The National Heritage Board had initially found Mrs Lee Suet Fern's offer to facilitate a donation deal with Mr Lee Kuan Yew's estate useful, but ended up being caught in a private family dispute.
This picture emerged when National Development Minister Lawrence Wong and Deputy Prime Minister Teo Chee Hean spoke about a Deed of Gift involved in the exhibition yesterday. Eventually, NHB had to ask Mrs Lee, its board director, to recuse herself from matters related to the deed.
Mrs Lee had offered to help with a deal that would see items from the 38, Oxley Road house donated as artefacts for an exhibition on Singapore's founding fathers in 2015.
But MPs wondered if there was a conflict of interest, as she is also the wife of Prime Minister Lee Hsien Loong's brother, Mr Lee Hsien Yang, an executor of Mr Lee's will.
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NHB had thought Mrs Lee would be "useful as an intermediary" with the Lee family, said Mr Wong.
"Later, as NHB had to engage in more extensive discussions with the executors to resolve the legal issues, the chairman of NHB approached her on June 12 to recuse herself on matters concerning the deed, which she did," he said.
These issues included whether the will's executors, Mr Lee Hsien Yang and Dr Lee Wei Ling, could enter the deed without consulting all its beneficiaries - including their older brother PM Lee.
PM Lee had also taken issue with "highly unusual" clauses in the deed, like the right to buy back the donated items at $1 as long as the house was not demolished.
A second condition was to display only the first part of the demolition clause in Mr Lee's will during the exhibition - citing his wish to demolish the house.
But the second part of the clause, which concedes the possibility that the house may not be demolished, was not to be displayed.
Mr Lee Hsien Yang had previously criticised NHB's decision to delay exhibiting the items after signing a legally binding deed.
Yesterday, Mr Wong said: "No one realised there were these sharp differences of views...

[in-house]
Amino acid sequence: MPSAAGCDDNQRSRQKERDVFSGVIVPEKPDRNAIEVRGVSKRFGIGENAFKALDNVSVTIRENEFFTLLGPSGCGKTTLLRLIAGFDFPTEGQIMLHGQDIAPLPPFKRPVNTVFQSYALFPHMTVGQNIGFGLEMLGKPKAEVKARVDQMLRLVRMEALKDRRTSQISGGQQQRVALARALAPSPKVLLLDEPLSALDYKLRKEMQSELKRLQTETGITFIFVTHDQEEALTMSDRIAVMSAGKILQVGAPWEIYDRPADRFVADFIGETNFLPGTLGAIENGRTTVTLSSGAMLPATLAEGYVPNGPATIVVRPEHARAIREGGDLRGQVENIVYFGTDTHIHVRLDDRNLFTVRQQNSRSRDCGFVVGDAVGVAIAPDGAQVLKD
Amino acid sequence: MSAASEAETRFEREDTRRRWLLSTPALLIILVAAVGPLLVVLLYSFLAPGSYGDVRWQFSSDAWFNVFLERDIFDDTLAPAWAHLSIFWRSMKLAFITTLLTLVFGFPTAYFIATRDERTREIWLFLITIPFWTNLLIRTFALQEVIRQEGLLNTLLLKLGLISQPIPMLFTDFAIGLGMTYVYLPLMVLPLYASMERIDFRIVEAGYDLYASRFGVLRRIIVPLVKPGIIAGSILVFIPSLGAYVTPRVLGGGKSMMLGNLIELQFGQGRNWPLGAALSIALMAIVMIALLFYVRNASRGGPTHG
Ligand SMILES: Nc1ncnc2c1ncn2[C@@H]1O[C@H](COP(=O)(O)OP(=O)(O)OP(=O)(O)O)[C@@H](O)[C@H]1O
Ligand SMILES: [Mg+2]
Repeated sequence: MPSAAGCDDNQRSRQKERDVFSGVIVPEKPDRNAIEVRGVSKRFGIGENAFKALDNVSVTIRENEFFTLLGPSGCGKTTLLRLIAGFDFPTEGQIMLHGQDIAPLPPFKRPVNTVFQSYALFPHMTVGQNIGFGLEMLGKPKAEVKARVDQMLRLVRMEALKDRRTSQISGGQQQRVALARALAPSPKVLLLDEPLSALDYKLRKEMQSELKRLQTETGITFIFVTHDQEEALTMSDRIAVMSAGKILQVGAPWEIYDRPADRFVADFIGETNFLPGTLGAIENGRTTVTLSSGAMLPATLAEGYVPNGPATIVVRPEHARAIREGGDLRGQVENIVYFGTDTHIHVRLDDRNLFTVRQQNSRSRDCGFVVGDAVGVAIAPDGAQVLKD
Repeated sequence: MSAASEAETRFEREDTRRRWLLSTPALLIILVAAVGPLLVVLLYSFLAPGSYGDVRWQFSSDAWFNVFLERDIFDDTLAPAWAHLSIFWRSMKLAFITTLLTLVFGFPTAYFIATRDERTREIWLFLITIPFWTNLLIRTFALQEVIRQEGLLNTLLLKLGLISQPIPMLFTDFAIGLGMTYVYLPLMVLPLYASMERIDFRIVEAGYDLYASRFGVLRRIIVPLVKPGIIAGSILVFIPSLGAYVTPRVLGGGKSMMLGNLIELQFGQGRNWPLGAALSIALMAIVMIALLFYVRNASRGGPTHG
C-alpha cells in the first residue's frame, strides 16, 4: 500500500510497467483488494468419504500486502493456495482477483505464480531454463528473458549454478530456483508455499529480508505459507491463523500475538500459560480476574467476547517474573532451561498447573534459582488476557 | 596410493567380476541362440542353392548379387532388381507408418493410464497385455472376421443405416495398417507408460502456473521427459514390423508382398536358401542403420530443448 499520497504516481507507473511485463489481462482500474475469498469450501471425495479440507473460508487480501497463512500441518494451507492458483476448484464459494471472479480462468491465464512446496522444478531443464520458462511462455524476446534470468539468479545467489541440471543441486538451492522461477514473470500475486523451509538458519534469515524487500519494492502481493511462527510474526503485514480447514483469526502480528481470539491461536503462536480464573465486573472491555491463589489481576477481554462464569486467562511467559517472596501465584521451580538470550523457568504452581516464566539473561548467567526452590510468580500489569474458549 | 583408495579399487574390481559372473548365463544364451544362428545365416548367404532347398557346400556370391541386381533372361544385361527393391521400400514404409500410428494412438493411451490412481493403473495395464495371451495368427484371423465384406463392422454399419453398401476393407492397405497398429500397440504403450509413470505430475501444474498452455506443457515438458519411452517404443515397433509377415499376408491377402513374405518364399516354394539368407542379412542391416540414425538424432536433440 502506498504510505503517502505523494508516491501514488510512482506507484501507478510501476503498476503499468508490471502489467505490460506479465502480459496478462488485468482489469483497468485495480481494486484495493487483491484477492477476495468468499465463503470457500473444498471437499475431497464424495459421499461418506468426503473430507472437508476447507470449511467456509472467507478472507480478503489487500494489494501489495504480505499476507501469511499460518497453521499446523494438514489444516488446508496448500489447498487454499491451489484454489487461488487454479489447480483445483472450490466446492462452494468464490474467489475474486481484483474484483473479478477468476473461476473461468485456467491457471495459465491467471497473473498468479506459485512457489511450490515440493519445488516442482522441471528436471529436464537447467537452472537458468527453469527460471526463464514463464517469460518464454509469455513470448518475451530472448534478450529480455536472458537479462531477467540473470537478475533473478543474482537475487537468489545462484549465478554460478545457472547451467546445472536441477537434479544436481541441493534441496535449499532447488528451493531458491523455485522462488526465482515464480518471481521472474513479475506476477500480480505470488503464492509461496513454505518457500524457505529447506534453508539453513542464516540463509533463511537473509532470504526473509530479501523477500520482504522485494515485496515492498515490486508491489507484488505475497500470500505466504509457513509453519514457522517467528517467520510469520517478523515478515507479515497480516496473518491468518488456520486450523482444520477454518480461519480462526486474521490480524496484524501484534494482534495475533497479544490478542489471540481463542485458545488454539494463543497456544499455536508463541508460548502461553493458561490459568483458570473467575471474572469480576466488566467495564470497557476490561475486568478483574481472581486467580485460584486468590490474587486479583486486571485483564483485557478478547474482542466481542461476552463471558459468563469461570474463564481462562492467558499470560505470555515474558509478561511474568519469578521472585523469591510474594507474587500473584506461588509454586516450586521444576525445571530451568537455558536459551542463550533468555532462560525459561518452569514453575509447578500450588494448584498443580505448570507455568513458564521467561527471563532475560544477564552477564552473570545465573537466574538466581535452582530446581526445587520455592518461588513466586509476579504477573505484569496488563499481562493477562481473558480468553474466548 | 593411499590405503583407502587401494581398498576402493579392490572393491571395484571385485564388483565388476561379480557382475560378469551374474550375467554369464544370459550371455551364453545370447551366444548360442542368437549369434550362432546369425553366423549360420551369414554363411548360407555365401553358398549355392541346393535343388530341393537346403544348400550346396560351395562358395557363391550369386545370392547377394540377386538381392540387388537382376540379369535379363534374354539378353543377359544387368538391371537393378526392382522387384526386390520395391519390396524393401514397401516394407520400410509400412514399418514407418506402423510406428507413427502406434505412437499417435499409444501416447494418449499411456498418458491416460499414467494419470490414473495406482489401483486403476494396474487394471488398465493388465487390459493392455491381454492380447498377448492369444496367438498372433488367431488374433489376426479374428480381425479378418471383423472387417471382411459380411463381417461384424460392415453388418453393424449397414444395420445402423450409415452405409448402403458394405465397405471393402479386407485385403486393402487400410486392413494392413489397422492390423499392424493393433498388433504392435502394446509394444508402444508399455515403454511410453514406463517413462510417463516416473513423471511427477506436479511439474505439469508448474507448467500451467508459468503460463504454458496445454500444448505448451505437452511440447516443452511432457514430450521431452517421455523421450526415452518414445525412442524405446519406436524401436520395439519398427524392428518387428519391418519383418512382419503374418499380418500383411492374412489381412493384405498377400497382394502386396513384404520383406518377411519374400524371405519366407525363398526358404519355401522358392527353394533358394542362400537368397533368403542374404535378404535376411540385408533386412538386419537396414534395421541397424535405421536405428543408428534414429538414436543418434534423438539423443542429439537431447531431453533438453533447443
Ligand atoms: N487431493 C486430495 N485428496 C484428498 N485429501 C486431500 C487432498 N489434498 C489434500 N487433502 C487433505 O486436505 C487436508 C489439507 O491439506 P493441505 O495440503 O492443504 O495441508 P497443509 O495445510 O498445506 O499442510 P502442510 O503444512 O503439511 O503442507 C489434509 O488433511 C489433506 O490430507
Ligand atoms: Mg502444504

"The executors spoke for all the beneficiaries - this was my assumption too when NHB updated me on the discussion, and I only realised the situation was very different when I spoke to PM. With the benefit of hindsight, some of these roles should have been better clarified, and NHB has strengthened these roles internally."
Speaking later on the issue, DPM Teo defended the board, saying: "If the NHB is to be faulted for anything, it is that they were drawn, through this Deed of Gift, into this private disagreement."
Referring to the demolition clause requirement, he said he was uncomfortable with NHB, a public institution, being drawn into "presenting a particular point of view which was incomplete".
But as NHB had already signed the deed, he agreed with Mr Wong that they should proceed with the exhibition rather than have a public controversy.
"Contrary to this being an abuse of power, these were efforts to keep NHB, a public agency, and to keep a major public exhibition neutral... It is ironic that these efforts to keep our public agencies neutral is now being distorted into allegations of abuse of power for private interests," he said.
Mr Wong said PM Lee would have been entitled to receive a copy of the agreement with the executors, both as a beneficiary of the estate as well as in his official capacity.